What is the underlying explanation behind fictitious/pseudo forces?
The popular example of the bus: Lets say you are standing in a bus and the bus is moving with a constant velocity, we can therefore agree that you are in an inertial reference frame and therefore the law of inertia applies in your reference frame.
However, as soon the bus decelerates you feel a "push" forward, moreover the frame is no longer inertial, at this point we agree that the law of inertia doesn't hold for that frame since you changed the state of your motion while no force is acting on you in your frame. Consequently, in order to make up for the "discrepancy" between the law of inertia and such situations we introduce a pseudo force (stating that this is the force that caused us to change states) in order to be able to effectively use Newtonian mechanics in a broader domain.
This is the popular explanation as to why pseudo forces are introduced, however no one really touches on to the underlying principles of the occurrence of a pseudo force, so I'm looking forward for a more in depth explanation into the nature of a pseudo force (i.e why it occurs from a physical perspective?), rather than just saying that we introduce it in non-inertial reference frames, for reasons similar to the above.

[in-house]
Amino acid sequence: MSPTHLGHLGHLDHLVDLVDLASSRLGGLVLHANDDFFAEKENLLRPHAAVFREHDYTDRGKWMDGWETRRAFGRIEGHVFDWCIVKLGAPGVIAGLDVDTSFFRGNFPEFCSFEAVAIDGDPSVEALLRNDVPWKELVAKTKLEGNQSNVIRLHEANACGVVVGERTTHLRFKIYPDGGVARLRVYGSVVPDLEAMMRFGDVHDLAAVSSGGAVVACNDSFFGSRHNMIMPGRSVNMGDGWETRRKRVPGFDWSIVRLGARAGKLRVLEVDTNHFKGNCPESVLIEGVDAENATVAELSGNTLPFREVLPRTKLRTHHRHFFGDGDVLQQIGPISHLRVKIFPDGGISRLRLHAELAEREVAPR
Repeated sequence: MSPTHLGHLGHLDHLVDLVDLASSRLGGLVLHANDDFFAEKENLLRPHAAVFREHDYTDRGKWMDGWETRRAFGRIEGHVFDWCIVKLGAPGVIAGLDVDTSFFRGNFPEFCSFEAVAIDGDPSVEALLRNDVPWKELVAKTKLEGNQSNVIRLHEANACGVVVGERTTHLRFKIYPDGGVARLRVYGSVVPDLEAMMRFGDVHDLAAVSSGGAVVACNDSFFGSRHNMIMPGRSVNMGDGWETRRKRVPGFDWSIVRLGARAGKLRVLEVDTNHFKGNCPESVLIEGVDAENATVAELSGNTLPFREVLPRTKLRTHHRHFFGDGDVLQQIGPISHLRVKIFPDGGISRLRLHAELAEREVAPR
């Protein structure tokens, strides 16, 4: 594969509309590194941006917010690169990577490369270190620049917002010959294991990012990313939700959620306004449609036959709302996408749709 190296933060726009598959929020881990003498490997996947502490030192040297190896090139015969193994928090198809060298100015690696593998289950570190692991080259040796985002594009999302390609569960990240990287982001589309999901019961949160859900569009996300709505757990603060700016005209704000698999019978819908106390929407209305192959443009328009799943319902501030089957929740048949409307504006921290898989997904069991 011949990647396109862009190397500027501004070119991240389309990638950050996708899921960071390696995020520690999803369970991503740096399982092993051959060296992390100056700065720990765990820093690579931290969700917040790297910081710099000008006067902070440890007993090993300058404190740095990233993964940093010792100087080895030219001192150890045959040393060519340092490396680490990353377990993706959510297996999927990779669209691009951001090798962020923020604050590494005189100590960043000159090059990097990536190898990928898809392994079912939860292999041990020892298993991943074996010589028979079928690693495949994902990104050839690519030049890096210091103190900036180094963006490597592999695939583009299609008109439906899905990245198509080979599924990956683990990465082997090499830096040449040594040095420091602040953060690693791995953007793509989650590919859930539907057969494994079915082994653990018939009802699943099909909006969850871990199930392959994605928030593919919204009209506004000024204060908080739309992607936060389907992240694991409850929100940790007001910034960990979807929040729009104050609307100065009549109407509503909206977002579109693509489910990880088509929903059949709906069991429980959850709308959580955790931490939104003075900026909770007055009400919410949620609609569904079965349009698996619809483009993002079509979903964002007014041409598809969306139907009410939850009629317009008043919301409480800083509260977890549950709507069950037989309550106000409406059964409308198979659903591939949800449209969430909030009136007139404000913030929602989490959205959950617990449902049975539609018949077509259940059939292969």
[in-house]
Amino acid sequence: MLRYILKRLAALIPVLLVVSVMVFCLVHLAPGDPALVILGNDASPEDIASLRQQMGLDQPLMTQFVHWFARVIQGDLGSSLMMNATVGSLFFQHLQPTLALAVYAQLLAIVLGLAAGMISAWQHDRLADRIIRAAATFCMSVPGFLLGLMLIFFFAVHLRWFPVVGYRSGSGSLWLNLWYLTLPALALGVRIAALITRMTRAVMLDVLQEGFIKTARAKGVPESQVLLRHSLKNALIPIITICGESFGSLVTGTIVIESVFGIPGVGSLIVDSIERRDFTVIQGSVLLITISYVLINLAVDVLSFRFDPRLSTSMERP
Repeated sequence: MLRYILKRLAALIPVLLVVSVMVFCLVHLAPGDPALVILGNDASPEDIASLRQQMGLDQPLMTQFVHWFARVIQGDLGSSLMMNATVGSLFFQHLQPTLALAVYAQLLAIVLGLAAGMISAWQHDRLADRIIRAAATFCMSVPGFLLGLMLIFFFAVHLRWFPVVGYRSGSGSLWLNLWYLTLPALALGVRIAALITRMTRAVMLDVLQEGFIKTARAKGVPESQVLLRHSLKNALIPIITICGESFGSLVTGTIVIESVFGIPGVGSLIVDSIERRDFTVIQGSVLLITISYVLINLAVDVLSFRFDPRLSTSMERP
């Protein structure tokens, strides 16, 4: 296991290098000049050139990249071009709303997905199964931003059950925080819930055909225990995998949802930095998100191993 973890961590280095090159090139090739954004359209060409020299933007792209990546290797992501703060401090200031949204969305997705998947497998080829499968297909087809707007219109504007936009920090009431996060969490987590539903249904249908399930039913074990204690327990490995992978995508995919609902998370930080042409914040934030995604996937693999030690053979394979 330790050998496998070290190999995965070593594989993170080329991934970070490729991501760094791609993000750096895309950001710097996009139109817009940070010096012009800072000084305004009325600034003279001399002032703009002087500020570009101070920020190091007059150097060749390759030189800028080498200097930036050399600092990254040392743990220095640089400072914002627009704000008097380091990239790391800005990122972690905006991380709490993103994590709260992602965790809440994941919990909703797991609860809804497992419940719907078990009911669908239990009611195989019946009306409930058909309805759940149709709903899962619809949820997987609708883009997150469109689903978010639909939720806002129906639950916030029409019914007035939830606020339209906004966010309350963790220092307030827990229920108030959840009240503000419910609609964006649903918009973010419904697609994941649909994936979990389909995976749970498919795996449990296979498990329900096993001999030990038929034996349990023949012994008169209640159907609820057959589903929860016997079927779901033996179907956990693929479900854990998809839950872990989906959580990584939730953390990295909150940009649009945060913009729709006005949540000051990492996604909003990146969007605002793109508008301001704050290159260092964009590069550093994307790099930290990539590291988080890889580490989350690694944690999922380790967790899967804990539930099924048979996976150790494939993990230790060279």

If we assume its nothing more than just a human correction used for mathematical and physical analysis, and simultaneously we can't say that inertia is the reason we tend to fall forward in the situation stated above since it is a non-inertial frame, then what would be the explanation exactly to such tendency of changing states of motion in an example like the above